The 2017 general insurance stress test from the UK’s Prudential Regulation Authority (PRA) division of the Bank of England is set to identify the use of alternative reinsurance capital, as it seeks information from general insurers on how their capital would respond to severe loss scenarios.
The PRA regularly runs these stress tests, in order to test re/insurer capital adequacy, reserves, and reinsurance arrangements under worst-case scenario situations such as major hurricanes, earthquakes, European windstorms and floods, a major economic shock scenario.
As we wrote on previous occurrences of these stress tests, the results showed the importance of diversified reinsurance capital to the 26 largest UK general insurers, but are also a good way for the regulator to gain some insight into the use of alternative reinsurance capital and instruments such as insurance-linked securities (ILS).
The reinsurance counterparty landscape is very different today compared to even ten years ago, with the majority of large general insurers counting ILS fund managers and other ILS vehicles among their reinsurance counterparties.
For the just launched 2017 stress tests, which the PRA wrote to insurers about this week, the regulator even mentions the fact that by keeping its hurricane exposure stress test largely the same as the 2015 edition, it hopes to identify “changes over time to firms’ exposures and protections including from alternative markets.”
The results would make for very interesting reading, if they published the full counterparty breakdown and how that had changed over time. From 2015 to 2017 we’d imagine the proportion of UK general insurers reinsurance programs that is sourced from the capital markets has increased significantly.
It would also be interesting to consider what it means for the overall reinsurance market, in terms of the knock-on impact to reinsurance capacity availability after such catastrophic scenarios occur.
With more alternative capital and ILS participation it would seem likely that reloading catastrophe reinsurance programs may become simpler, after the very extreme scenarios occur.
This is because many of the larger ILS fund managers have arrangements in place with investors to reload their investments after major events strike. Where as traditional reinsurers may find reloading their own equity backed capacity takes a much longer time.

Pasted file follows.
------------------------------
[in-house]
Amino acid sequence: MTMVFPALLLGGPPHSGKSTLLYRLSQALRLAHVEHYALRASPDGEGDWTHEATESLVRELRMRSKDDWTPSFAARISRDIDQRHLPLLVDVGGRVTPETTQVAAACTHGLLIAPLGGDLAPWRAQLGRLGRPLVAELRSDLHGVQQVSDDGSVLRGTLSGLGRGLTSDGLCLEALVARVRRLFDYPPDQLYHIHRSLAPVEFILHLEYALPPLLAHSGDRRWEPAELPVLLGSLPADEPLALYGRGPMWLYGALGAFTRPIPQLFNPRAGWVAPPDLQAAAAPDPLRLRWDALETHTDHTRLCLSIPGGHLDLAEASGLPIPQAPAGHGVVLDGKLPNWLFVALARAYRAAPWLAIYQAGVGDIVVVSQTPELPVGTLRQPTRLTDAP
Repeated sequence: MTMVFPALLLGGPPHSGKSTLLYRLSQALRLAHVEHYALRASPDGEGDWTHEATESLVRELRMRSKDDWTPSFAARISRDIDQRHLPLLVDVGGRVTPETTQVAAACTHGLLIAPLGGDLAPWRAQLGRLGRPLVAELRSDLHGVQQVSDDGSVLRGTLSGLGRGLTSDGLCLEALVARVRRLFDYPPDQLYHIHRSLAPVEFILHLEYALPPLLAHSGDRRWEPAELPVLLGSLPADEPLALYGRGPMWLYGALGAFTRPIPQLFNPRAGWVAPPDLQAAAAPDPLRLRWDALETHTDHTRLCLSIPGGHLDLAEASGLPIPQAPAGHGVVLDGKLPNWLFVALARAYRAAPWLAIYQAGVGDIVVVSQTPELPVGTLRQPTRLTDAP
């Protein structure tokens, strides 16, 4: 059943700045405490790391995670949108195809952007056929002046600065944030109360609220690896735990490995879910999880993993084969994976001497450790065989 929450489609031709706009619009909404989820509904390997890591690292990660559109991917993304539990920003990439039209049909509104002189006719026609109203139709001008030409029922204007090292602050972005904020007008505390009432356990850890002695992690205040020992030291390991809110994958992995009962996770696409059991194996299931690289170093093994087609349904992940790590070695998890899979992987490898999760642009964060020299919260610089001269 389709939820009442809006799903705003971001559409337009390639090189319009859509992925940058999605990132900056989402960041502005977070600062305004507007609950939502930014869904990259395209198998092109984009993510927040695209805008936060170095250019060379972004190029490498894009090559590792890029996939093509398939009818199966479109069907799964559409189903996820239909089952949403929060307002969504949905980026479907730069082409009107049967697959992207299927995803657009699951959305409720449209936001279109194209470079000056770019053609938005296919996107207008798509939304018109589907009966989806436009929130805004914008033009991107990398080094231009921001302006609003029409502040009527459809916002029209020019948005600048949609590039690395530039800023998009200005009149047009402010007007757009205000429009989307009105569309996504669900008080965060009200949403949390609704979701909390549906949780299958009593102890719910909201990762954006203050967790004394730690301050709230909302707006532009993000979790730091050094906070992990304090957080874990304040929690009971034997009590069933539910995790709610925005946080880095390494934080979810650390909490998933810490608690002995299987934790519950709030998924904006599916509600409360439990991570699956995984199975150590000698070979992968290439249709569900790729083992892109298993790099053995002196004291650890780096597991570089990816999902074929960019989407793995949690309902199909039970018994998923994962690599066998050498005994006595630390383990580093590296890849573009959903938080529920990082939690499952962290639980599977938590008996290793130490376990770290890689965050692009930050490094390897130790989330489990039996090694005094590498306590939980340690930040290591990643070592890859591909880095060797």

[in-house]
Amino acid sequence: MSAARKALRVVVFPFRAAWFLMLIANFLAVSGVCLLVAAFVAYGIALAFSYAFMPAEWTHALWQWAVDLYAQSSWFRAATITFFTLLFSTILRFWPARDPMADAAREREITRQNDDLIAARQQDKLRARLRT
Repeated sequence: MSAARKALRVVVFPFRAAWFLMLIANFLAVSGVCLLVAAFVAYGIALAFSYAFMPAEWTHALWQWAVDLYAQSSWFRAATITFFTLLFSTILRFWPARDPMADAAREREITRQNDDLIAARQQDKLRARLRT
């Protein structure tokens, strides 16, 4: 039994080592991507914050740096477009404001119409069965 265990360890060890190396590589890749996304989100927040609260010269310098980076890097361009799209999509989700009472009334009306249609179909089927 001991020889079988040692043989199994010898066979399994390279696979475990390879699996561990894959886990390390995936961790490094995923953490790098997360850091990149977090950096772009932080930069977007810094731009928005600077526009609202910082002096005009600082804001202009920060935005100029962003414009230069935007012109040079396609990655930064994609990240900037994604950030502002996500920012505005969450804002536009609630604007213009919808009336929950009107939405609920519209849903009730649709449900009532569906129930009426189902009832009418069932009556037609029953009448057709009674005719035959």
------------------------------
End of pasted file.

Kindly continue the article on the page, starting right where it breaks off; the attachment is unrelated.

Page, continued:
On the other hand, there are also questions about how much a complex, but particularly severe catastrophe event may lock-up collateralized capacity and what the impact and overhead for ILS managers may be as a result. Whether this would affect their ability to reload capacity, impacting availability of cover is uncertain. Again, it seems likely the larger players that have arrangements for post-loss scenarios in place would find liquidity, but some smaller collateralized players could struggle.
On the traditional side, such stress tests can help to show up the reinsurance firms who have considerably increased their risk appetites in order to fight off competition from lower-cost ILS capacity, which could see certain players taking an outsized share of the losses.
We’re not sure what level of detail the stress test goes into, as far as revealing the post-event market dynamic goes, but it would be interesting to at least have visibility of where the impact of these stress tests is felt the most and how that impacts both traditional and alternative markets.
The PRA’s stress test is set to identify the participation of some ILS markets and use of alternative reinsurance capital, which alongside findings on how traditional reinsurance capital reacts to these stress catastrophe events, will help the PRA to analyse the resilience of the market to extreme events.
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